If you just looked at the results sheet from last weekend’s NSW Elite Track Championships, you wouldn’t think much of Finley Moutter.
Slowest in the Flying 200m (11.806), last in both his Keirin races, second to last in the Kilometre Time Trial (1:12.896) and DNFs in both the Scratch Race and Points Race – objectively, these aren’t outstanding results.
But for young Moutter, who turns 19 this year, competing in the event was an important step in his nascent career. In only his second year in the sport, the inexperienced Moutter went up against the big boys, including multiple-time state champions Kai Chapman and Ben Harvey. He learnt a lot from it – humility, for starters.
“I don’t really get to race against that level of competition that often,” says Moutter. “I felt pretty good coming into it, but I got brought down to reality in the actual racing.”
“I never really practised super-long races against that level of riders, and my gearing was too big.”
Moutter used to race BMX as a junior. During that time, he ventured onto Merrylands Oval’s cycling track every now and then for cross-training. It wasn’t until he went for a ride around the Australian Alps that he became addicted to the drop-bar stuff.
“I’d done BMX for ten years before this, actually,” he says. “I got really motivated, really found a love for the sport about a year ago when I was on a holiday in Bright. I brought the old road bike out, loved riding mountains, and I haven’t looked back since.”
Finley completed a full track and road season last year as a member of Parramatta Cycling Club. Even though he just finished his HSC, he’s learning a lot. Every race – and especially, every loss – teaches him new lessons.
Take his time trial, for example. Most athletes would say the state championship is not the time for trying new things. Ideally, a rider would have trained for many hours before putting together a well-rehearsed performance. Not so with Moutter, whose state championship time trial was the very first time he’d ever ridden a one-kilometre race. That might explain his naïve approach.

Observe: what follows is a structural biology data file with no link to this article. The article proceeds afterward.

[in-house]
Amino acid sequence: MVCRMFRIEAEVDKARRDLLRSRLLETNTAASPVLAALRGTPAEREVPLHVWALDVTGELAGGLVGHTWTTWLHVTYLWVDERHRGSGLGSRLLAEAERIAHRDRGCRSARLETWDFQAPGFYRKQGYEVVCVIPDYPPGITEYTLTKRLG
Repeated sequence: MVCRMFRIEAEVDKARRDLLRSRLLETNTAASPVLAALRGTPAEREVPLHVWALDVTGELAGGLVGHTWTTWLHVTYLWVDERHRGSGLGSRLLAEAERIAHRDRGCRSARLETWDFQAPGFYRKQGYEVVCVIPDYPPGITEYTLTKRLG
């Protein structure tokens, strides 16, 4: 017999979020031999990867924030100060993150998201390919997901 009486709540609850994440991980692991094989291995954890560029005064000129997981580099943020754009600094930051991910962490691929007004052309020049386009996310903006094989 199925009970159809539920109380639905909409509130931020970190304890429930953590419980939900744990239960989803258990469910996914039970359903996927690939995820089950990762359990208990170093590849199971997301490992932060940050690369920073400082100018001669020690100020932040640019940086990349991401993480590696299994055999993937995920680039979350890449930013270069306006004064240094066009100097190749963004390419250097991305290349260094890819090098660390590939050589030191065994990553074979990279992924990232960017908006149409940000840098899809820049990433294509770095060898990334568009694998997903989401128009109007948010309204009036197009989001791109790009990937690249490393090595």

“On paper, four laps doesn’t sound too long – one kilometre,” he says. “Instantly, like one lap in, my legs blew up. I was like, geez, these four laps… they’re going to take forever. It felt like my legs were slow motion.”
They say what doesn’t kill you makes you stronger, and an indefatigable Moutter is already planning his next assault on the kilo.
“Gotta love the pain, you know? I didn’t really practice for it, so that’s what happens when you don’t practice for it. Next year, I’ll come back with some practice under my belt and definitely improve it.”
Moutter’s positive attitude speaks volumes about his motivation to succeed in his chosen sport. He has a rare and highly desirable quality for a cyclist: a love of suffering.
“I just love the disciplined, hard training of it. I like having something to build my life around, if you get what I mean? It’s the toughest challenge you can do, mentally and physically, training all the time, just the suffering of the races and the rides, and I just love the challenge. I just want to succeed, be the best I can at it.”
For Moutter, his reality-check at the Elite Championships taught him another important lesson. It confirmed what kind of rider he wants to be.
“I wasn’t really sure what I was going to focus on because I keep on switching between endurance and sprint. I have a little bit of sprint background from BMX, obviously, but I’m more built towards endurance, and I’ve been doing road cycling as well. It really confirms what I really want to focus on, which is endurance.”
In just one short season of competition, Moutter has already attracted plenty of attention. This summer, he won the A-Grade point score in Bankstown Sports Cycling Club’s track series. He’s also picked up a spot on a local NRS development squad, the Mainpac Cycling Team (MTOSS).
What are his goals for the future? Again, perhaps with the exuberance of youth, Moutter is optimistic about improving at the Elite level.
“It’s still going to take me a few years, given I started so late. The plan is to finish uni in a few years, and then I’ll hit my prime, mid-to-early 20s or so – that’s when I’ll be finished and I can really focus on it.”
“My real long-term goal this year is the state omnium on the track. That’s what I want to do well in, and I think trying to gear up for that. But there’s the Worlds in 2020 [UCI Road World Championships in Wollongong, 2022] on the road, so that’s a really long-term goal.”
Lao Tzu once wrote, “A journey of a thousand miles begins with a single step.” Wherever young Finley ends up in this beloved sport, he seems to be setting his feet in the right direction.